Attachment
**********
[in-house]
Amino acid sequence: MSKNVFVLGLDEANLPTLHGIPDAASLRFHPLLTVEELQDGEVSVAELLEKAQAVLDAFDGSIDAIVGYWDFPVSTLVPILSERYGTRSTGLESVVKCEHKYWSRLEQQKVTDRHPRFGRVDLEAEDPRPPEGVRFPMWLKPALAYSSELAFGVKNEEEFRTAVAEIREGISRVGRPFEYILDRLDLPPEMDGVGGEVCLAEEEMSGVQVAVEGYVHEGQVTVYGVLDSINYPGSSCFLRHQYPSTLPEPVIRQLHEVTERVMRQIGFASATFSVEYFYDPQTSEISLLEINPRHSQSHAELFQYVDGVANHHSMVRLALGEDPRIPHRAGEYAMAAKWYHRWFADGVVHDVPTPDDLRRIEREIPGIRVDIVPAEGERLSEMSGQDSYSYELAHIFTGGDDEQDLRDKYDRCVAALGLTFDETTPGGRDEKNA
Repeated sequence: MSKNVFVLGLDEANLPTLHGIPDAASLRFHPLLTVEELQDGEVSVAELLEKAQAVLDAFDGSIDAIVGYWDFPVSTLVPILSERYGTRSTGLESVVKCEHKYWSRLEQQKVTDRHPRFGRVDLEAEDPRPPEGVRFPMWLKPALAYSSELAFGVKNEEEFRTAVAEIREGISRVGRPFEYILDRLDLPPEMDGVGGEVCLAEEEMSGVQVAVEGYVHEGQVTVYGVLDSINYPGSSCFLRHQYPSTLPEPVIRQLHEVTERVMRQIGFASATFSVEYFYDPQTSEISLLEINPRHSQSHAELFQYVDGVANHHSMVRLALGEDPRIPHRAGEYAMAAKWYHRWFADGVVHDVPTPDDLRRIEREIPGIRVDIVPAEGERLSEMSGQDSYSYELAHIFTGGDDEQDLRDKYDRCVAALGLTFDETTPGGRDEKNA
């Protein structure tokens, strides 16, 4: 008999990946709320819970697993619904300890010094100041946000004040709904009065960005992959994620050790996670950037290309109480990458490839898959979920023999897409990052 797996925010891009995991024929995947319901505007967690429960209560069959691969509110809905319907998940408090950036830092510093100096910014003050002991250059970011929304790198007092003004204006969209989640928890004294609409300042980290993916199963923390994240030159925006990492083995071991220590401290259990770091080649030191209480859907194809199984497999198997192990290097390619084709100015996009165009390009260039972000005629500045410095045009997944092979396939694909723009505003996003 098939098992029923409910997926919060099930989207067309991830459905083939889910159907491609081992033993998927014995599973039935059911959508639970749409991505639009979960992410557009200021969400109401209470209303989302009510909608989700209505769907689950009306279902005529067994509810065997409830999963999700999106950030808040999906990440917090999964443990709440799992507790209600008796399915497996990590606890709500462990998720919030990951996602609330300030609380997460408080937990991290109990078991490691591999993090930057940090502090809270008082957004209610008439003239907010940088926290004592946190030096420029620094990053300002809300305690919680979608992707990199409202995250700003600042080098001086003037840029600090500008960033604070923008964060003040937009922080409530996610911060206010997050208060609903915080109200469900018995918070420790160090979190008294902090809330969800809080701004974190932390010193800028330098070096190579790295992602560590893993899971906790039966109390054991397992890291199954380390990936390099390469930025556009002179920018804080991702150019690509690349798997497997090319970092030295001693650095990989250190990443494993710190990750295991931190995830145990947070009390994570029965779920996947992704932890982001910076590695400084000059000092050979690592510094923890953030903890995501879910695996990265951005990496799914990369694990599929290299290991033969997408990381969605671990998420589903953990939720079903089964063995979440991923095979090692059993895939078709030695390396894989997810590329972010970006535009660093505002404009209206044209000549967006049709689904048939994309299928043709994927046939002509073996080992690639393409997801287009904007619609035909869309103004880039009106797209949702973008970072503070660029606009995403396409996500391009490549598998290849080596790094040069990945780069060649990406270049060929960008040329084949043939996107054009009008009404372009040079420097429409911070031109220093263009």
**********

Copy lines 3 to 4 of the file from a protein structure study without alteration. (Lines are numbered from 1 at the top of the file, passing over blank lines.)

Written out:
Repeated sequence: MSKNVFVLGLDEANLPTLHGIPDAASLRFHPLLTVEELQDGEVSVAELLEKAQAVLDAFDGSIDAIVGYWDFPVSTLVPILSERYGTRSTGLESVVKCEHKYWSRLEQQKVTDRHPRFGRVDLEAEDPRPPEGVRFPMWLKPALAYSSELAFGVKNEEEFRTAVAEIREGISRVGRPFEYILDRLDLPPEMDGVGGEVCLAEEEMSGVQVAVEGYVHEGQVTVYGVLDSINYPGSSCFLRHQYPSTLPEPVIRQLHEVTERVMRQIGFASATFSVEYFYDPQTSEISLLEINPRHSQSHAELFQYVDGVANHHSMVRLALGEDPRIPHRAGEYAMAAKWYHRWFADGVVHDVPTPDDLRRIEREIPGIRVDIVPAEGERLSEMSGQDSYSYELAHIFTGGDDEQDLRDKYDRCVAALGLTFDETTPGGRDEKNA
């Protein structure tokens, strides 16, 4: 008999990946709320819970697993619904300890010094100041946000004040709904009065960005992959994620050790996670950037290309109480990458490839898959979920023999897409990052 797996925010891009995991024929995947319901505007967690429960209560069959691969509110809905319907998940408090950036830092510093100096910014003050002991250059970011929304790198007092003004204006969209989640928890004294609409300042980290993916199963923390994240030159925006990492083995071991220590401290259990770091080649030191209480859907194809199984497999198997192990290097390619084709100015996009165009390009260039972000005629500045410095045009997944092979396939694909723009505003996003 098939098992029923409910997926919060099930989207067309991830459905083939889910159907491609081992033993998927014995599973039935059911959508639970749409991505639009979960992410557009200021969400109401209470209303989302009510909608989700209505769907689950009306279902005529067994509810065997409830999963999700999106950030808040999906990440917090999964443990709440799992507790209600008796399915497996990590606890709500462990998720919030990951996602609330300030609380997460408080937990991290109990078991490691591999993090930057940090502090809270008082957004209610008439003239907010940088926290004592946190030096420029620094990053300002809300305690919680979608992707990199409202995250700003600042080098001086003037840029600090500008960033604070923008964060003040937009922080409530996610911060206010997050208060609903915080109200469900018995918070420790160090979190008294902090809330969800809080701004974190932390010193800028330098070096190579790295992602560590893993899971906790039966109390054991397992890291199954380390990936390099390469930025556009002179920018804080991702150019690509690349798997497997090319970092030295001693650095990989250190990443494993710190990750295991931190995830145990947070009390994570029965779920996947992704932890982001910076590695400084000059000092050979690592510094923890953030903890995501879910695996990265951005990496799914990369694990599929290299290991033969997408990381969605671990998420589903953990939720079903089964063995979440991923095979090692059993895939078709030695390396894989997810590329972010970006535009660093505002404009209206044209000549967006049709689904048939994309299928043709994927046939002509073996080992690639393409997801287009904007619609035909869309103004880039009106797209949702973008970072503070660029606009995403396409996500391009490549598998290849080596790094040069990945780069060649990406270049060929960008040329084949043939996107054009009008009404372009040079420097429409911070031109220093263009």